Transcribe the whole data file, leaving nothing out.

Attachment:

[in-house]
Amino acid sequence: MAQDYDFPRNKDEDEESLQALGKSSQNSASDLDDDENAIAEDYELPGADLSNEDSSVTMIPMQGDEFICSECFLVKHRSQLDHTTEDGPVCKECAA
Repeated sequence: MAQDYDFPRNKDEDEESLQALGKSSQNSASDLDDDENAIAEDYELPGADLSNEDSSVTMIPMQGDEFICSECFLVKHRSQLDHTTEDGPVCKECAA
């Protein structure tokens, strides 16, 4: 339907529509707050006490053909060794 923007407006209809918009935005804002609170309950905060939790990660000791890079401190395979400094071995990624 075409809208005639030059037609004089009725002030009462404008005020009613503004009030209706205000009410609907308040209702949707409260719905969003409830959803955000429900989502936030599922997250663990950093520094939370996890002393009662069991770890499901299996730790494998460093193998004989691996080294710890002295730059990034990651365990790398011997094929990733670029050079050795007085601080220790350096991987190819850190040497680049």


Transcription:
[in-house]
Amino acid sequence: MAQDYDFPRNKDEDEESLQALGKSSQNSASDLDDDENAIAEDYELPGADLSNEDSSVTMIPMQGDEFICSECFLVKHRSQLDHTTEDGPVCKECAA
Repeated sequence: MAQDYDFPRNKDEDEESLQALGKSSQNSASDLDDDENAIAEDYELPGADLSNEDSSVTMIPMQGDEFICSECFLVKHRSQLDHTTEDGPVCKECAA
């Protein structure tokens, strides 16, 4: 339907529509707050006490053909060794 923007407006209809918009935005804002609170309950905060939790990660000791890079401190395979400094071995990624 075409809208005639030059037609004089009725002030009462404008005020009613503004009030209706205000009410609907308040209702949707409260719905969003409830959803955000429900989502936030599922997250663990950093520094939370996890002393009662069991770890499901299996730790494998460093193998004989691996080294710890002295730059990034990651365990790398011997094929990733670029050079050795007085601080220790350096991987190819850190040497680049």